"[It's] important to note that in all of those cases — almost all of those cases actually involved cooperative efforts," Strawbridge said. "As the court recognized below, consent is not the major of constitutionality. In none of those cases was there a challenge to the scope or to the power of the legislative committee in that case to request those documents."
Trump's attorneys have argued that the House subpoena was illegitimate because it was politically motivated. Jeffrey Wall, a Justice Department lawyer who backed the president's team in court, claimed that sitting presidents should be held to a different legal standard.
"How'd that work out in the Paula Jones case?" Ginsburg shot back.
Trump's lawyers repeatedly accused the House of "harassment" as they attempted to argue that the subpoena had no legislative purpose. The House argued that the financial records were necessary to probe the president's potential conflicts of interest.
Justice Elena Kagan said that the argument would "essentially make it impossible for Congress to perform oversight and carry out its functions where the presidency is concerned."
Ultimately, the justices "seemed unlikely to grant President Trump the sweeping grant of total immunity he has asked for," Axios reported, but seemed "likely to raise the bar that both Congress and local prosecutors would have to meet before they can obtain Trump's financial records."
"Vance's office was far more effective during today's oral arguments than the House's lawyer, whose disastrous appearance may have done his case real harm," the outlet noted, adding that House lawyer Douglas Letter "repeatedly failed" to address conservative justices' questions about the limits of Congress' subpoena power.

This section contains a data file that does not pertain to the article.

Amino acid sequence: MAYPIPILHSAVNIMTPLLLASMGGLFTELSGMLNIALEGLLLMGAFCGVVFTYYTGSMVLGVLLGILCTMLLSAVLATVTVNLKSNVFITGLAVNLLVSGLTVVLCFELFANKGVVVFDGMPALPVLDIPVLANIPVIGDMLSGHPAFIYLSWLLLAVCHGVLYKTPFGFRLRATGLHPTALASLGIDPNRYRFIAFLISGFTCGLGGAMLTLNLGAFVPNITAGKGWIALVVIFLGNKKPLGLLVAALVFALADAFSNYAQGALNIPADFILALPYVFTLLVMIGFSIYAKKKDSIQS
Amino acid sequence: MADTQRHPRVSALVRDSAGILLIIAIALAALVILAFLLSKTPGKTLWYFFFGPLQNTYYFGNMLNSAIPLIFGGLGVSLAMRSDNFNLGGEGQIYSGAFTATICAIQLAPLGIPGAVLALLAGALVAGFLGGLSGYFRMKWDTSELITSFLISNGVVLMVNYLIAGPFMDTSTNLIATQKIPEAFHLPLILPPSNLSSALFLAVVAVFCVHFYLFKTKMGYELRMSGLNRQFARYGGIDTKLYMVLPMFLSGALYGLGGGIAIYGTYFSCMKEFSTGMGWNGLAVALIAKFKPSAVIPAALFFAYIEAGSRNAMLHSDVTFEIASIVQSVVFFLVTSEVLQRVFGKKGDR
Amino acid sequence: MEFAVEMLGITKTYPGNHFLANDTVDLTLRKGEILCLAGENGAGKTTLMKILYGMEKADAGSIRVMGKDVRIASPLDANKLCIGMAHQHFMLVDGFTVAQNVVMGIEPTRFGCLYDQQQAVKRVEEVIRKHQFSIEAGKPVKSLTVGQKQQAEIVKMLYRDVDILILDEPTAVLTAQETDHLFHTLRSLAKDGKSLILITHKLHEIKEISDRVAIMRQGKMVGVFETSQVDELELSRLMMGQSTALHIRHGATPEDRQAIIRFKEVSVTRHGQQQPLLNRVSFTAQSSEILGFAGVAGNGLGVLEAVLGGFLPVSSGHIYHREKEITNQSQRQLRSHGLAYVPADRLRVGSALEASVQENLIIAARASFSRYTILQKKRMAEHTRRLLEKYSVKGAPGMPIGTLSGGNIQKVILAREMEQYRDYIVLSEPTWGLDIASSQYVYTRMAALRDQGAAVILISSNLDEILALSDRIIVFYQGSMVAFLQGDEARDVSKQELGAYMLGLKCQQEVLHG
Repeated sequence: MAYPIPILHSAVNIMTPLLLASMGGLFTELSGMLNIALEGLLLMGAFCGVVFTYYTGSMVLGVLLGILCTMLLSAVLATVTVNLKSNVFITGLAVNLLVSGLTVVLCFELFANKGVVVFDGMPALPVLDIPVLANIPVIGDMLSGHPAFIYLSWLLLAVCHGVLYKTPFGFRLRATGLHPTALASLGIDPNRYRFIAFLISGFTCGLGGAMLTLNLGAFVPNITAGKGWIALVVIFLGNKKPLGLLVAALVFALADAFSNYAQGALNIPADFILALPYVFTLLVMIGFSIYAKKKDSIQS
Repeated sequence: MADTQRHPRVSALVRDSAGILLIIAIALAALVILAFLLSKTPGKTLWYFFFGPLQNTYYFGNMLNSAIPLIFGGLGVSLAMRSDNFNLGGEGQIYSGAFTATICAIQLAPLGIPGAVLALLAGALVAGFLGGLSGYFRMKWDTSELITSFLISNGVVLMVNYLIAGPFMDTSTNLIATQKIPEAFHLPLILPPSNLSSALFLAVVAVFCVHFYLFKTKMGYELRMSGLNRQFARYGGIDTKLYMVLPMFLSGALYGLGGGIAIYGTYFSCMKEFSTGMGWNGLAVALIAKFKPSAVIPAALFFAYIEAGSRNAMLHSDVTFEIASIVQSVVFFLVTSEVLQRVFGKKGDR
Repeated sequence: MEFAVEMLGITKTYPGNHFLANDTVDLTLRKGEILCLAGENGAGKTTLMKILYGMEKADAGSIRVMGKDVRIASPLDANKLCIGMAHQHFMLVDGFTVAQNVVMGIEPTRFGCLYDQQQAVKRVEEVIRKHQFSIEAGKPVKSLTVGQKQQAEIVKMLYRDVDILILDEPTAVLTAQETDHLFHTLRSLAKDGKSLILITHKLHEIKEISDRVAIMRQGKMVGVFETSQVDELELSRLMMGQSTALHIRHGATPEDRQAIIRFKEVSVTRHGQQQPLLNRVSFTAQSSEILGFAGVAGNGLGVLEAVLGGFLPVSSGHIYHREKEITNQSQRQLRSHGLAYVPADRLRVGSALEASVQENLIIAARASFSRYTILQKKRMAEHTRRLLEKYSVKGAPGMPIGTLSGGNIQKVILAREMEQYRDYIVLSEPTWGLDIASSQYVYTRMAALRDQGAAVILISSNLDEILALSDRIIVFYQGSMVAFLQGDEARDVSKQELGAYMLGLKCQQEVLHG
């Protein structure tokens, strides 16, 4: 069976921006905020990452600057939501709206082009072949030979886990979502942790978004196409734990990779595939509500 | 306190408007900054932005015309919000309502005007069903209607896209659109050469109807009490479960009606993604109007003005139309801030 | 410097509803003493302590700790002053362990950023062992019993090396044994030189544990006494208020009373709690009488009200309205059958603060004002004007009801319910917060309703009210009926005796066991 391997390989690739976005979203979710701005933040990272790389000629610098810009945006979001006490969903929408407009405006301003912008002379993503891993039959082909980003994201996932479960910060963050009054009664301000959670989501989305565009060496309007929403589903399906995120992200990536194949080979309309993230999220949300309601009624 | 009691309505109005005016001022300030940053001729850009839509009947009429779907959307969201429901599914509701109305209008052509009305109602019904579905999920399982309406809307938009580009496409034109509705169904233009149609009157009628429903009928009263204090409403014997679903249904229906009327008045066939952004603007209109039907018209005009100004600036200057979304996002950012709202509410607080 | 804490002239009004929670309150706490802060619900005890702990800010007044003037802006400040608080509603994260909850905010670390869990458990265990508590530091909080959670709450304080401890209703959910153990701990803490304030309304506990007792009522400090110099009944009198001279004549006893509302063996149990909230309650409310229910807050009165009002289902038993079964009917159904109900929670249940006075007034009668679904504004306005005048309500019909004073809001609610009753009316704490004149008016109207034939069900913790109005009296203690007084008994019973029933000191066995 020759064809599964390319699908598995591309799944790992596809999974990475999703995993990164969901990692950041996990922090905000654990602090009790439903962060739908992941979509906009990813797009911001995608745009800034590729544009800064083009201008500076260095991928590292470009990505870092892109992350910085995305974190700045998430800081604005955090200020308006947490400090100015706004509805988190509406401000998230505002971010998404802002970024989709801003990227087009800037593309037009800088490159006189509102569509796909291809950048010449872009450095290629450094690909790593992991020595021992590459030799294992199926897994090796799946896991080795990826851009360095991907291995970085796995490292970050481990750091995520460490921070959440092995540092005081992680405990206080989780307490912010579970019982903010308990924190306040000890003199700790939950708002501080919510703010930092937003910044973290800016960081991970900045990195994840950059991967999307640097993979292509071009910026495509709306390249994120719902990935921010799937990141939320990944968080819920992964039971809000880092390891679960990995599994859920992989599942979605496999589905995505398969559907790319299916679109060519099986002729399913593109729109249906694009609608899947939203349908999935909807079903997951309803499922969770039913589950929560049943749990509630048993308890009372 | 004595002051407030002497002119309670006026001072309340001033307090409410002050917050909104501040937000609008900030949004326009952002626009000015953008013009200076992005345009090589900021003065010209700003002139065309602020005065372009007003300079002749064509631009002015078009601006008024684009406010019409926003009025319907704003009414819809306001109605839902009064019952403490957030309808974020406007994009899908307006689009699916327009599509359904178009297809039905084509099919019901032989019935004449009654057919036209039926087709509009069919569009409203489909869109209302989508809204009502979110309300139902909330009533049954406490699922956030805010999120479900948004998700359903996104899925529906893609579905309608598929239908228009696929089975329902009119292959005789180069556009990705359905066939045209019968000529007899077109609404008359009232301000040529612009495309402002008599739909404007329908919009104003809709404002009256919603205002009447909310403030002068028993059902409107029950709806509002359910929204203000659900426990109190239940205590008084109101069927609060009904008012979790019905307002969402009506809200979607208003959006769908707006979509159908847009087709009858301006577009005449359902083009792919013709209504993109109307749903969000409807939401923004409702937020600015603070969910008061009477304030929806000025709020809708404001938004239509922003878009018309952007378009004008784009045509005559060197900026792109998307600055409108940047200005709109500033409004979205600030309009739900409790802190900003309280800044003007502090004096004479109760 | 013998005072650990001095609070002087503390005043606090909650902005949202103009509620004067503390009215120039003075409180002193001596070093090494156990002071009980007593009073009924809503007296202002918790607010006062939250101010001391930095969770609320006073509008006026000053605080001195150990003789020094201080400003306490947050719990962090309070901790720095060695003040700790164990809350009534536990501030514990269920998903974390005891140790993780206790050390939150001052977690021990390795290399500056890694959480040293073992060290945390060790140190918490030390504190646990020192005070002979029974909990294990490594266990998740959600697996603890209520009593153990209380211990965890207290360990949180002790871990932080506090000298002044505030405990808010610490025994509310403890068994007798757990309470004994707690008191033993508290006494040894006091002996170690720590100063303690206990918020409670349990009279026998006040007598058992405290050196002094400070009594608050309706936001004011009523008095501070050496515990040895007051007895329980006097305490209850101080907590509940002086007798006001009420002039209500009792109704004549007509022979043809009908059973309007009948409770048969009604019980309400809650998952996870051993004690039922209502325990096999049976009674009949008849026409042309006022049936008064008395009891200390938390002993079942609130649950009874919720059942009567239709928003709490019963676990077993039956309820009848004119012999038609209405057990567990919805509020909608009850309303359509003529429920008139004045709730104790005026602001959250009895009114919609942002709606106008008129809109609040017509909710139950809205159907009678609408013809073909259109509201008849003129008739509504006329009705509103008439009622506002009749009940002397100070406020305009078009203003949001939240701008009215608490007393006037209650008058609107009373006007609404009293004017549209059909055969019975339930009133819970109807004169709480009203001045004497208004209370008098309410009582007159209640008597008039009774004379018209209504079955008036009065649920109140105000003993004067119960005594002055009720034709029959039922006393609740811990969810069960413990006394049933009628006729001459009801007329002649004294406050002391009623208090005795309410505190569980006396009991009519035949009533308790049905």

Some observers predicted a split decision.
"If I had to guess, I'd say Trump has a better chance of winning [the House case] than Vance. The Paula Jones case clearly dictates the outcome in Vance — no matter how much Sekulow blathers about presidential harassment. But I couldn't count five votes for anyone holding in either case," Slate's Supreme Court watcher Mark Joseph Stern said. "Is it possible Trump will lose both cases? Certainly, and he should. But I can see [Chief Justice John] Roberts concocting a compromise that draws out this litigation by forcing lower courts to scrutinize the subpoenas more closely, which could run down the clock on Trump's presidency."
Attorney George Conway, the husband of top Trump adviser Kellyanne Conway, played a key role in the Jones' legal efforts and wrote a Supreme Court brief in the case.
"To say Trump's argument is frivolous demeans frivolity. Clinton v. Jones dictates the result: The subpoenaed documents have nothing to do with Trump's presidential duties — zip. That alone does it," he wrote in a Washington Post op-ed. "But Trump's case is even weaker than Clinton's. At least Clinton was being sued personally… Here, Trump hasn't been charged with or sued for anything. He's not being required to do anything. The subpoenas have been directed at his company and his accountants. They don't require his time or attention."
Trump's defense, he said, betrays the foundation of the Constitution.
"The Constitution is concerned with protecting the presidency, not the person who happens to be the president. That's because no one in this country is above the law," he wrote. "The Supreme Court is now called upon to teach that lesson once again — even if Trump will likely never learn it."